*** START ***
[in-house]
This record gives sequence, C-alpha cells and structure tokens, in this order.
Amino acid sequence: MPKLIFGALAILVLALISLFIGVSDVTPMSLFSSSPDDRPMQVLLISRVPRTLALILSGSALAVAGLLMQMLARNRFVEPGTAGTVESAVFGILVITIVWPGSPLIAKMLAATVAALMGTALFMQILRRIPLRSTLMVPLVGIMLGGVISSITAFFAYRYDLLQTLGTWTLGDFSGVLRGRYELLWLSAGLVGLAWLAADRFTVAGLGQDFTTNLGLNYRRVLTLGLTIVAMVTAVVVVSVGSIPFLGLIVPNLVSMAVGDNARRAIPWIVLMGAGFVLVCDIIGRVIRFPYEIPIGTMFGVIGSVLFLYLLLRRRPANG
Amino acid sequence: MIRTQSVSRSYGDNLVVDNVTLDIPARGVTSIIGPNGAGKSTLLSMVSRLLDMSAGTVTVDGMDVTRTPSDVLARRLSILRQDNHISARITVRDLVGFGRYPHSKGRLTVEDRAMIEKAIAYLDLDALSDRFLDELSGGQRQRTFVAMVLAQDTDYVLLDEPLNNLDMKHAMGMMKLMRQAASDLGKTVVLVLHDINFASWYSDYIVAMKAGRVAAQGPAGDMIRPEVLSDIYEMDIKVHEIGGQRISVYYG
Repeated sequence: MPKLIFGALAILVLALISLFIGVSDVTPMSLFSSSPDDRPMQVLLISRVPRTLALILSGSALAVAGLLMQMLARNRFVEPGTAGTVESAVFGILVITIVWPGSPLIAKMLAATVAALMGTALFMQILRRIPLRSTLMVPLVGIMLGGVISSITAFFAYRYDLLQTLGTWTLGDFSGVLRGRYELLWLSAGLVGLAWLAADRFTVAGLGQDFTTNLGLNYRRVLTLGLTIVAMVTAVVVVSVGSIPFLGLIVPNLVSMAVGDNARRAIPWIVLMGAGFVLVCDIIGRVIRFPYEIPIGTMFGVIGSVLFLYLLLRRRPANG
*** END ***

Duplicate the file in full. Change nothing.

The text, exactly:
[in-house]
This record gives sequence, C-alpha cells and structure tokens, in this order.
Amino acid sequence: MPKLIFGALAILVLALISLFIGVSDVTPMSLFSSSPDDRPMQVLLISRVPRTLALILSGSALAVAGLLMQMLARNRFVEPGTAGTVESAVFGILVITIVWPGSPLIAKMLAATVAALMGTALFMQILRRIPLRSTLMVPLVGIMLGGVISSITAFFAYRYDLLQTLGTWTLGDFSGVLRGRYELLWLSAGLVGLAWLAADRFTVAGLGQDFTTNLGLNYRRVLTLGLTIVAMVTAVVVVSVGSIPFLGLIVPNLVSMAVGDNARRAIPWIVLMGAGFVLVCDIIGRVIRFPYEIPIGTMFGVIGSVLFLYLLLRRRPANG
Amino acid sequence: MIRTQSVSRSYGDNLVVDNVTLDIPARGVTSIIGPNGAGKSTLLSMVSRLLDMSAGTVTVDGMDVTRTPSDVLARRLSILRQDNHISARITVRDLVGFGRYPHSKGRLTVEDRAMIEKAIAYLDLDALSDRFLDELSGGQRQRTFVAMVLAQDTDYVLLDEPLNNLDMKHAMGMMKLMRQAASDLGKTVVLVLHDINFASWYSDYIVAMKAGRVAAQGPAGDMIRPEVLSDIYEMDIKVHEIGGQRISVYYG
Repeated sequence: MPKLIFGALAILVLALISLFIGVSDVTPMSLFSSSPDDRPMQVLLISRVPRTLALILSGSALAVAGLLMQMLARNRFVEPGTAGTVESAVFGILVITIVWPGSPLIAKMLAATVAALMGTALFMQILRRIPLRSTLMVPLVGIMLGGVISSITAFFAYRYDLLQTLGTWTLGDFSGVLRGRYELLWLSAGLVGLAWLAADRFTVAGLGQDFTTNLGLNYRRVLTLGLTIVAMVTAVVVVSVGSIPFLGLIVPNLVSMAVGDNARRAIPWIVLMGAGFVLVCDIIGRVIRFPYEIPIGTMFGVIGSVLFLYLLLRRRPANG